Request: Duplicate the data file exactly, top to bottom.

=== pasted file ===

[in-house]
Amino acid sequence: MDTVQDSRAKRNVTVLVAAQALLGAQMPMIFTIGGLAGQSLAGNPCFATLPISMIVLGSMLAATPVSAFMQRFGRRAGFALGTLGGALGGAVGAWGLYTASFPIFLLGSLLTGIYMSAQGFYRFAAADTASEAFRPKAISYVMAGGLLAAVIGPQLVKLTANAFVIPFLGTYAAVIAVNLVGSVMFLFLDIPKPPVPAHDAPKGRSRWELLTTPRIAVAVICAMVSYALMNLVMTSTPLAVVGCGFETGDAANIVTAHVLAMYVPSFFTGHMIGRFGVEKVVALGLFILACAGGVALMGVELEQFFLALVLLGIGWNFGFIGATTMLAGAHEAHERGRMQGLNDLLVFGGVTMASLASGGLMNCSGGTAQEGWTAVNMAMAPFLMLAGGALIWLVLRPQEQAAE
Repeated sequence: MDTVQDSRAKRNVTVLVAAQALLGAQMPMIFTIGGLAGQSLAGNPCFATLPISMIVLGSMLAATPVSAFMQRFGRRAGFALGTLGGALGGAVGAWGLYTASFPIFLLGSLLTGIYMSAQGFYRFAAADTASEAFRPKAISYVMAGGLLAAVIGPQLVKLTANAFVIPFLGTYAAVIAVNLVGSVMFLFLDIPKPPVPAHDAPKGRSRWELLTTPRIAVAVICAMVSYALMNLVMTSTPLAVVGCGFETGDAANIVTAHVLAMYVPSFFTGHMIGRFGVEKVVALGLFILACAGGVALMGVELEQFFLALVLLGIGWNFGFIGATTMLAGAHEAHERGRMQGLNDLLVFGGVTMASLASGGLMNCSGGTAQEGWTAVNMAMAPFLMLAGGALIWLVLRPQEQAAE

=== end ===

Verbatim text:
[in-house]
Amino acid sequence: MDTVQDSRAKRNVTVLVAAQALLGAQMPMIFTIGGLAGQSLAGNPCFATLPISMIVLGSMLAATPVSAFMQRFGRRAGFALGTLGGALGGAVGAWGLYTASFPIFLLGSLLTGIYMSAQGFYRFAAADTASEAFRPKAISYVMAGGLLAAVIGPQLVKLTANAFVIPFLGTYAAVIAVNLVGSVMFLFLDIPKPPVPAHDAPKGRSRWELLTTPRIAVAVICAMVSYALMNLVMTSTPLAVVGCGFETGDAANIVTAHVLAMYVPSFFTGHMIGRFGVEKVVALGLFILACAGGVALMGVELEQFFLALVLLGIGWNFGFIGATTMLAGAHEAHERGRMQGLNDLLVFGGVTMASLASGGLMNCSGGTAQEGWTAVNMAMAPFLMLAGGALIWLVLRPQEQAAE
Repeated sequence: MDTVQDSRAKRNVTVLVAAQALLGAQMPMIFTIGGLAGQSLAGNPCFATLPISMIVLGSMLAATPVSAFMQRFGRRAGFALGTLGGALGGAVGAWGLYTASFPIFLLGSLLTGIYMSAQGFYRFAAADTASEAFRPKAISYVMAGGLLAAVIGPQLVKLTANAFVIPFLGTYAAVIAVNLVGSVMFLFLDIPKPPVPAHDAPKGRSRWELLTTPRIAVAVICAMVSYALMNLVMTSTPLAVVGCGFETGDAANIVTAHVLAMYVPSFFTGHMIGRFGVEKVVALGLFILACAGGVALMGVELEQFFLALVLLGIGWNFGFIGATTMLAGAHEAHERGRMQGLNDLLVFGGVTMASLASGGLMNCSGGTAQEGWTAVNMAMAPFLMLAGGALIWLVLRPQEQAAE